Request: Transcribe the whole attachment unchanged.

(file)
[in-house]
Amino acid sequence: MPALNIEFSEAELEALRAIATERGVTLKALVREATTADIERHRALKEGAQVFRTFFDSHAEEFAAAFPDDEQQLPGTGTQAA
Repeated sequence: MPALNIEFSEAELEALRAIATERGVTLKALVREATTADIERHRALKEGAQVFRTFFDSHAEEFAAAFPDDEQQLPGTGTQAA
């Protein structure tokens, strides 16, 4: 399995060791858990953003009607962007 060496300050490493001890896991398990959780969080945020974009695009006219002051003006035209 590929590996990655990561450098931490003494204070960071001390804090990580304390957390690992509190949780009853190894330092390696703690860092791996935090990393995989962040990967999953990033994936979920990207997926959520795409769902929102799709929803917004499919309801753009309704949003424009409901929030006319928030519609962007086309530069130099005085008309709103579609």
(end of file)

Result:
[in-house]
Amino acid sequence: MPALNIEFSEAELEALRAIATERGVTLKALVREATTADIERHRALKEGAQVFRTFFDSHAEEFAAAFPDDEQQLPGTGTQAA
Repeated sequence: MPALNIEFSEAELEALRAIATERGVTLKALVREATTADIERHRALKEGAQVFRTFFDSHAEEFAAAFPDDEQQLPGTGTQAA
């Protein structure tokens, strides 16, 4: 399995060791858990953003009607962007 060496300050490493001890896991398990959780969080945020974009695009006219002051003006035209 590929590996990655990561450098931490003494204070960071001390804090990580304390957390690992509190949780009853190894330092390696703690860092791996935090990393995989962040990967999953990033994936979920990207997926959520795409769902929102799709929803917004499919309801753009309704949003424009409901929030006319928030519609962007086309530069130099005085008309709103579609």